• What competencies and skills do you look for in hiring line and staff employees?
  • What role do fundamental workplace skills play in your hiring profile?
  • Do you have to make compromises in selecting job candidates or in expectations of job performance?
  • Do these compromises affect the length of time for the employee to become productive?
  • What impact does employee "ramp-up time" have on the performance of your organization or service?
  • How many line or staff employees do you hire in a year?
  • How is your retention of such employees? Are you hiring repeatedly for the same position?
  • What are the main causes of turnover in your organization?
  • What are the effects of turnover on productivity and on team morale?
  • What are the effects of turnover on your customers?
  • How much and what kind of training do new line and staff support employees go through?
  • How are your line and staff support employees' listening skills? Ability to ask questions and clarify?
  • How do your line and staff support employees accept and learn new tasks?
  • How do your support employees handle problems with peers? With supervisors and managers?
  • How are your organization's absenteeism rates?
  • Can your employees articulate problems and work with others in a constructive manner to solve them?
  • What role will your line and staff employees play in your organization's growth?
What are some of the barriers you face to promoting from within?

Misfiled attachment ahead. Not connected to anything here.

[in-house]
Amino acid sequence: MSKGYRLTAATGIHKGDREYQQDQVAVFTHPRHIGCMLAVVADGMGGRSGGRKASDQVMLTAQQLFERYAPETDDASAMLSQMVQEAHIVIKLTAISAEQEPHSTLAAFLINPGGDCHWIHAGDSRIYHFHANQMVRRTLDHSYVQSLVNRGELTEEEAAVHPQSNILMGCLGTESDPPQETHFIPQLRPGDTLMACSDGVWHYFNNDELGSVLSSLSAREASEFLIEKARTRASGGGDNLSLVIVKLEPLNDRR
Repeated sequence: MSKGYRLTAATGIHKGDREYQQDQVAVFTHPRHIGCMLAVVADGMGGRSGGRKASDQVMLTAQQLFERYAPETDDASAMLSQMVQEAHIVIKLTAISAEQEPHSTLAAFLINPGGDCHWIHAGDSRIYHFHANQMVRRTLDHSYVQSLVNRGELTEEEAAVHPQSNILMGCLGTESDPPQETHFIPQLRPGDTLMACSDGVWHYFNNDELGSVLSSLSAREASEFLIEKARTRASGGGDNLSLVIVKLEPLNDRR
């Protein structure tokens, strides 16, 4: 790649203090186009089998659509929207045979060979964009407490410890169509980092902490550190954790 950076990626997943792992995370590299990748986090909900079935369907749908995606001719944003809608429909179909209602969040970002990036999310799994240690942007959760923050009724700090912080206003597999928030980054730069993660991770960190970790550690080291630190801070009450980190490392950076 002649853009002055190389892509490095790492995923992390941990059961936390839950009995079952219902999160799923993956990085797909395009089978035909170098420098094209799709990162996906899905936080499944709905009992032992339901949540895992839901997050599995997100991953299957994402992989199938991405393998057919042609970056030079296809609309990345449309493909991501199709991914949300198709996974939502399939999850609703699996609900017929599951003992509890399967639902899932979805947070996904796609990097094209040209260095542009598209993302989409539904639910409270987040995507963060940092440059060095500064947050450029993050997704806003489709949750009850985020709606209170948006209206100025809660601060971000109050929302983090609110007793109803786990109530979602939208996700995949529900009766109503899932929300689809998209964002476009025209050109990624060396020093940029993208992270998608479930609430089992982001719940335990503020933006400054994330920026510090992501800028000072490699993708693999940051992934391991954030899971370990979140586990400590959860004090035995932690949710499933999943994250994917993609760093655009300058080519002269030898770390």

SOURCEAchieveGlobal, Tampa, FL.

Monday, December 8, 2008

Learning More With Less

Learn More With Less: Corporate Education in the Current Economy

| posted by Marcia Conner I've directed large education organizations with huge budgets and small departments without a dime. Training rooms I managed accounted for the largest portion of real estate on a spatial corporate campus and another time I ran the training function of a startup out of my attic office. The journey has been a productive one, sometimes flush with money, other times only rich in experience. Each has its merits and all were educational.
So when I began getting asked by education execs for tips on how to manage the corporate education function with less, I wasn't surprised. Working in extreme situations comes naturally to me and that reputation draws me into conversations with people who don't know where else to turn. With each call, I've reminded people approaches they've forgotten amid recent stresses and pointed to new approaches they may have missed.
I believe this is a great time to be learning while short on cash. Never before in modern history has it been so easy to run a training department (or be accountable for people's learning when you're in another department yet still focused on knowledge transfer) without large budgets, blocks of free time, or even an organization to help marshal your resources.
Deputize More Trainers
My first suggestion is to increase the number of teaching opportunities for people throughout your organization. Although the best way to learn is to teach, in recent years I've seen a trend to bulk up training organizations and reduce reliance on in-house subject matter experts as instructors, managers as mentors, and new employees as a source of fresh knowledge.
By relying mostly on the training department to teach, fewer people remember that educating is part of their job, there is less opportunity for employees at all levels to improve their facilitation skills, and the time-tested, "Gotta learn this now," which comes from the pressure of explaining it to someone else, dissipates into the regular old rhythm of work. Worse yet, this change of policy shuts down a vital source of innovation in our organizations: the practice of capturing as much new outsider insight from new recruits as we can before they've gone "native," leaving their old responsibilities and brain cells behind.
The Exchanged